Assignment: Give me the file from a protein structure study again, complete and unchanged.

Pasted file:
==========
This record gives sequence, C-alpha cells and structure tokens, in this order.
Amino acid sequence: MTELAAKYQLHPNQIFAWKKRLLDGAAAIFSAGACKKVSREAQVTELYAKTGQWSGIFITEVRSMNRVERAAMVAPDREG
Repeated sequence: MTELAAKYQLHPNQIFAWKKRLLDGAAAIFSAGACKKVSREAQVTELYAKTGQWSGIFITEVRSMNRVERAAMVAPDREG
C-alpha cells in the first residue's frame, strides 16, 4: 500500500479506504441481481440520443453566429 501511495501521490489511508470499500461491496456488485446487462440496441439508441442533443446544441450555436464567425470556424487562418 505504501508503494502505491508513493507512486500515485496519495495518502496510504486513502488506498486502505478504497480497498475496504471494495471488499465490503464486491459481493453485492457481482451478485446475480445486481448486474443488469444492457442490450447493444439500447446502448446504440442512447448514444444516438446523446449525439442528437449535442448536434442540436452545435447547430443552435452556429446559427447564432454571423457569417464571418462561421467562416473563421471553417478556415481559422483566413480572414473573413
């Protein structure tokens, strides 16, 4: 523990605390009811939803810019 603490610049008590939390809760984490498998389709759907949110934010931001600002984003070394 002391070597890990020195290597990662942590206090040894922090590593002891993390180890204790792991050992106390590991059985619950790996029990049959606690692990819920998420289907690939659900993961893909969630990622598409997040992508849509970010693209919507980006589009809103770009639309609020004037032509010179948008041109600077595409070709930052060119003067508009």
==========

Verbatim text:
This record gives sequence, C-alpha cells and structure tokens, in this order.
Amino acid sequence: MTELAAKYQLHPNQIFAWKKRLLDGAAAIFSAGACKKVSREAQVTELYAKTGQWSGIFITEVRSMNRVERAAMVAPDREG
Repeated sequence: MTELAAKYQLHPNQIFAWKKRLLDGAAAIFSAGACKKVSREAQVTELYAKTGQWSGIFITEVRSMNRVERAAMVAPDREG
C-alpha cells in the first residue's frame, strides 16, 4: 500500500479506504441481481440520443453566429 501511495501521490489511508470499500461491496456488485446487462440496441439508441442533443446544441450555436464567425470556424487562418 505504501508503494502505491508513493507512486500515485496519495495518502496510504486513502488506498486502505478504497480497498475496504471494495471488499465490503464486491459481493453485492457481482451478485446475480445486481448486474443488469444492457442490450447493444439500447446502448446504440442512447448514444444516438446523446449525439442528437449535442448536434442540436452545435447547430443552435452556429446559427447564432454571423457569417464571418462561421467562416473563421471553417478556415481559422483566413480572414473573413
């Protein structure tokens, strides 16, 4: 523990605390009811939803810019 603490610049008590939390809760984490498998389709759907949110934010931001600002984003070394 002391070597890990020195290597990662942590206090040894922090590593002891993390180890204790792991050992106390590991059985619950790996029990049959606690692990819920998420289907690939659900993961893909969630990622598409997040992508849509970010693209919507980006589009809103770009639309609020004037032509010179948008041109600077595409070709930052060119003067508009």